“Tell me in words why you’re upset. There will be no striking; hitting hurts.”

Hopefully, he’ll start crying. He’ll most likely direct his anger at you initially. He’ll frequently feel secure enough to show you the emotions and anxieties that lie behind the anger if you remain sympathetic (and if you’ve been keeping a strong relationship with lots of play and special time). Embrace those feelings. Fear can take the form of a tantrum, whether it’s two or ten, but he needs the “holding environment” of your loving presence to feel the emotions he’s been suppressing.

The good thing about emotions is that once we experience them, they start to fade away. Your child will be more relaxed, loving, and cooperative after his outburst.

The younger the child is when you begin “letting” emotions, the faster he will “befriend” them, the better he will be able to regulate them as he develops, and the less meltdowns you will witness. However, even older children will sense the sense of security you’re providing and will “reveal” you what’s bothering them. Just remember to breathe and not to take their anger personally.

Does this imply that you are unconcerned with verbal attacks? No. You acknowledge them and invite them to share the deeper sorrows and concerns that lie behind the anger.

“Ouch! You must be in a lot of pain to talk to me like that. What’s the matter, Jamie?”

Then you pay attention and recognize his emotions. Your child will almost certainly apologize later for his previous rudeness. If not, you can always mention that polite language is one of your home rules later. (Of course, you’ll have to serve as an example.)

Set Limits

Of course, none of this prevents you from establishing boundaries. It is our duty to guide our children. Humans, on the other hand, are adamant about not being governed. When we comprehend the perspectives of children of all ages, they are more likely to follow our instructions. (It’s also simpler for people to divert an urge than it is to totally stop it.)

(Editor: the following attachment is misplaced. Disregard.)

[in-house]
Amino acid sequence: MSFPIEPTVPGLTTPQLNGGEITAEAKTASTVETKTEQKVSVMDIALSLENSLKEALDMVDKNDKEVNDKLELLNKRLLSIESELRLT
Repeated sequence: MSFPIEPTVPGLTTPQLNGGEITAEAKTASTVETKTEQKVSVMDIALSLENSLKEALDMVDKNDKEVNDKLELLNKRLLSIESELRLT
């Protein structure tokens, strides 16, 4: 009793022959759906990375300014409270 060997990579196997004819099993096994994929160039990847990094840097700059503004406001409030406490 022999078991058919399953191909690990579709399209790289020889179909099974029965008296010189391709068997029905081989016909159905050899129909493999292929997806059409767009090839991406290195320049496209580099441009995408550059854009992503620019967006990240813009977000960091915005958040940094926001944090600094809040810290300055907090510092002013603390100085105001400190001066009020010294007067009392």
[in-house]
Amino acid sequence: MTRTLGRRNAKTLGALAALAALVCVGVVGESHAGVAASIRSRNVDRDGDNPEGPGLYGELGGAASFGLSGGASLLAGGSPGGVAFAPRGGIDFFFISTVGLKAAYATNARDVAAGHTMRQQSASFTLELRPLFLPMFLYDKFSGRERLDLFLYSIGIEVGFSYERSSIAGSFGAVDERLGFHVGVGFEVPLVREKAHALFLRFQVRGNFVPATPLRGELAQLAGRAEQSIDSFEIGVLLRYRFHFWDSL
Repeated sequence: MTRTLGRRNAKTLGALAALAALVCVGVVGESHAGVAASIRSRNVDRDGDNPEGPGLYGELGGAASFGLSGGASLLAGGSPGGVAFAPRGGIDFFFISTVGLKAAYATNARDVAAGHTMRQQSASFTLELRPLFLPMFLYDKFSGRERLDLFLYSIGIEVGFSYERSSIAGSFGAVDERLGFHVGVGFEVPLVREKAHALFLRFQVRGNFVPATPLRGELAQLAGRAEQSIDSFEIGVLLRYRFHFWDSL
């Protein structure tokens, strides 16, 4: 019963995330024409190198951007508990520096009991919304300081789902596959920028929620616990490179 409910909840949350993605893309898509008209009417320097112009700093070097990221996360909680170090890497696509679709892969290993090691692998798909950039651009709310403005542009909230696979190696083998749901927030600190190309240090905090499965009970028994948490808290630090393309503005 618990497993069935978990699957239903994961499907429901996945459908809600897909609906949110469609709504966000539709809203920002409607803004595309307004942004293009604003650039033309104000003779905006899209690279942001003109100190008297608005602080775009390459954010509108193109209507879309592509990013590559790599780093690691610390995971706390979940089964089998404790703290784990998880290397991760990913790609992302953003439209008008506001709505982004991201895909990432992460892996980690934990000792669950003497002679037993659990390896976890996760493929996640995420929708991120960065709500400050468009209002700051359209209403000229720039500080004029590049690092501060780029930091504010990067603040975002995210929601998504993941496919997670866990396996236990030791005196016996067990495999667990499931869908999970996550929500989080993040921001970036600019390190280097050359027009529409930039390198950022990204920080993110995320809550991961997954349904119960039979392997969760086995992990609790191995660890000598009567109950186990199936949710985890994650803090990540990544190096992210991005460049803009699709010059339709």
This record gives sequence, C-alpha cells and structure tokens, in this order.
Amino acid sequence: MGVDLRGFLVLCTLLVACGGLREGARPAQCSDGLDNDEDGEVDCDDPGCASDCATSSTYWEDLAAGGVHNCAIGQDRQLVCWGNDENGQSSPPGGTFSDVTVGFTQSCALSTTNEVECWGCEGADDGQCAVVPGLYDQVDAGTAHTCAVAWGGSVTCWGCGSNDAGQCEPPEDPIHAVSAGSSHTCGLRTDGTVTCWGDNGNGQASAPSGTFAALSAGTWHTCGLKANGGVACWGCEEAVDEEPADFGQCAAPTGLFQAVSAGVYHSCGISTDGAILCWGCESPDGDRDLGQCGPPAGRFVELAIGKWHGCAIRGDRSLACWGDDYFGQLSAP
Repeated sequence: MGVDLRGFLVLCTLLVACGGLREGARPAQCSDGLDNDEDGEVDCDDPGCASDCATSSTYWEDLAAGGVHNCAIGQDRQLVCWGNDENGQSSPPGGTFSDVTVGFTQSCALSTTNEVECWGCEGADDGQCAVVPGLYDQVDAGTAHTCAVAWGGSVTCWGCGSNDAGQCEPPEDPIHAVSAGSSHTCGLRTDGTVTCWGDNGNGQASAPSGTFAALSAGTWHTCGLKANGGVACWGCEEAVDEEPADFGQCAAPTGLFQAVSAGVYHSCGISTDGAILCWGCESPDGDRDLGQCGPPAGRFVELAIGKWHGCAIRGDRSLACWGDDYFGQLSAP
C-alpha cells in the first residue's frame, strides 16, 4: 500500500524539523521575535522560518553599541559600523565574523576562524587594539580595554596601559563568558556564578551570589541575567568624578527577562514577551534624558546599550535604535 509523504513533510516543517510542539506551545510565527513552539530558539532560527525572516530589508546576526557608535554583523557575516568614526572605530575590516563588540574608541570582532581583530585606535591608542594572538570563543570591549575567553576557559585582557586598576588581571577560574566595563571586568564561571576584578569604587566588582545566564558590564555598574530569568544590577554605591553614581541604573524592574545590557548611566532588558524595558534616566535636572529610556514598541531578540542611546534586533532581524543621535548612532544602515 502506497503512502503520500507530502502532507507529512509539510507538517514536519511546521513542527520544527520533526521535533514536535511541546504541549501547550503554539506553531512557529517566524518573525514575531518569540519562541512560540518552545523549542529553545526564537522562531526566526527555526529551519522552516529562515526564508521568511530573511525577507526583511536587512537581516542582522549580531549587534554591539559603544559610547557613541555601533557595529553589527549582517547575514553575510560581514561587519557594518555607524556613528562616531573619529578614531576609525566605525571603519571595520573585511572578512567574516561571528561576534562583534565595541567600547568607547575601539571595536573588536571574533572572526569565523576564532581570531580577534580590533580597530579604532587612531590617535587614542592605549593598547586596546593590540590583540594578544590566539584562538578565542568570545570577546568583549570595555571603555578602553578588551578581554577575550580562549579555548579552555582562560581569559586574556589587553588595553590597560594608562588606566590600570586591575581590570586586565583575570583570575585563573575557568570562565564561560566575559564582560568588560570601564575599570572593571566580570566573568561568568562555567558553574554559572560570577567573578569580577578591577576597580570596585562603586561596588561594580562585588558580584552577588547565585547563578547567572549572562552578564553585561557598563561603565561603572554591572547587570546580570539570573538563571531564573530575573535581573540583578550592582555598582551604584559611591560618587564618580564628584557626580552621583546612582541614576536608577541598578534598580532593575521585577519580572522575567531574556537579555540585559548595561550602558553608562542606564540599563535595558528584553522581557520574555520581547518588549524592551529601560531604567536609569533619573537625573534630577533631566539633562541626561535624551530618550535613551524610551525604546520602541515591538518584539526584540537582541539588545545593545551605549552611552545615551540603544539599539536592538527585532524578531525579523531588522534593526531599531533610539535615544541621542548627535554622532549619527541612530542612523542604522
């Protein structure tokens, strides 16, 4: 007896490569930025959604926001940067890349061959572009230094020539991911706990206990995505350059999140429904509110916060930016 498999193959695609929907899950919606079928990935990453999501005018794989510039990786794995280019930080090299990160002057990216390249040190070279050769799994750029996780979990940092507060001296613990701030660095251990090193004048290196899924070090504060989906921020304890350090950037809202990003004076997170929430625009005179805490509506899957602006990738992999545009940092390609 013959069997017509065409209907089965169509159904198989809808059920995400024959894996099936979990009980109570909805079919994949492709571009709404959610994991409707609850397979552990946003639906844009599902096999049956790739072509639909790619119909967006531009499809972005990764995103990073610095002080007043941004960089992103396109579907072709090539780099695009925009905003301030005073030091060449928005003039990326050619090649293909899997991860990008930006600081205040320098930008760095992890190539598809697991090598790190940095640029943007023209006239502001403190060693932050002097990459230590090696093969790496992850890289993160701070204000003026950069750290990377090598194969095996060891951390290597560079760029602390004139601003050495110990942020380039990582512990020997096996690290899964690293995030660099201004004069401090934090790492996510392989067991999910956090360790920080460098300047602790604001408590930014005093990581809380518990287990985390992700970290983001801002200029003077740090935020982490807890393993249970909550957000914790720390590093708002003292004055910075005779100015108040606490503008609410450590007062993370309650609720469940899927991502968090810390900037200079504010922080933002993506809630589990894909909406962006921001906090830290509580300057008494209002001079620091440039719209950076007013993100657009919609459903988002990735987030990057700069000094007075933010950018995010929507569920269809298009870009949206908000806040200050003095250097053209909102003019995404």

“Food isn’t meant to be thrown!” Are you demonstrating that you’ve finished your meal? I’ll assist you in getting down if you say “Done, Mommy.” Let’s fetch your beanbags since you want to throw.”

“I know it’s difficult to put the game down and get ready for bed. I’m sure you’ll never be able to sleep as an adult! You’re going to play all night every night, aren’t you? But for now, it’s time to prepare for bed.”

Regulate Yourself

It always makes matters worse when we react by having our own parental tantrum. You can always quiet the storm if you can control your emotions. This is how children learn to control their emotions. This is what permits them to control their actions.

It’s unsurprising that children will behave in a childlike manner. These five tools, however — Connect, Play, Emotion-Coach, and Set limits with empathy and control your own emotions will provide any age child with the support he requires to be his best self the majority of the time.

What happens if he can’t? Just keep your wits about you and remember that this phase won’t last forever. He’ll soon move on to far more intriguing methods of driving you crazy. 

What You Should Do Next:

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  • Put an end to daily power struggles. Bedtime became a breeze, and all the dawdling, chore wars, sibling rivalry, and mealtime meltdowns disappeared.
  • Reduce backtalk by HALF! It’s simple once you know the secrets of these two ‘buckets.’
  • Say goodbye to punishments that DON’T work. There’s a 5-step formula that works WAYYY better than time-outs.
  • Feel amazing, confident, and empowered as a parent, every day. I NEVER go to bed feeling guilty anymore! (Okay, well maybe sometimes…’ mom guilt’ is still a thing.)